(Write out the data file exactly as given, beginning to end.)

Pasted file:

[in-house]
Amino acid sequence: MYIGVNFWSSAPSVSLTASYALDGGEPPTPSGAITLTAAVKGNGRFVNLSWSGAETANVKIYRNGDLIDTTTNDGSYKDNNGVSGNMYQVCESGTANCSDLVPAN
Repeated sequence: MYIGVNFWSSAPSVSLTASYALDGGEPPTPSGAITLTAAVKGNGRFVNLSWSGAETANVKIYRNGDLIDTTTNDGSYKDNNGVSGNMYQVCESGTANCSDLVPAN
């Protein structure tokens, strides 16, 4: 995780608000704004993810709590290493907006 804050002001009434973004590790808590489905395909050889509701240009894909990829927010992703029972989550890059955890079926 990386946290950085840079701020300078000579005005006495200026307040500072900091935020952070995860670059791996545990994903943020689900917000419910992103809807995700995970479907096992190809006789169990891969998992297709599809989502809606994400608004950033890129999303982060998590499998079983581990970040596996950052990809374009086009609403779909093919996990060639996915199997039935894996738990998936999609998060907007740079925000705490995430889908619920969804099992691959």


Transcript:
[in-house]
Amino acid sequence: MYIGVNFWSSAPSVSLTASYALDGGEPPTPSGAITLTAAVKGNGRFVNLSWSGAETANVKIYRNGDLIDTTTNDGSYKDNNGVSGNMYQVCESGTANCSDLVPAN
Repeated sequence: MYIGVNFWSSAPSVSLTASYALDGGEPPTPSGAITLTAAVKGNGRFVNLSWSGAETANVKIYRNGDLIDTTTNDGSYKDNNGVSGNMYQVCESGTANCSDLVPAN
């Protein structure tokens, strides 16, 4: 995780608000704004993810709590290493907006 804050002001009434973004590790808590489905395909050889509701240009894909990829927010992703029972989550890059955890079926 990386946290950085840079701020300078000579005005006495200026307040500072900091935020952070995860670059791996545990994903943020689900917000419910992103809807995700995970479907096992190809006789169990891969998992297709599809989502809606994400608004950033890129999303982060998590499998079983581990970040596996950052990809374009086009609403779909093919996990060639996915199997039935894996738990998936999609998060907007740079925000705490995430889908619920969804099992691959």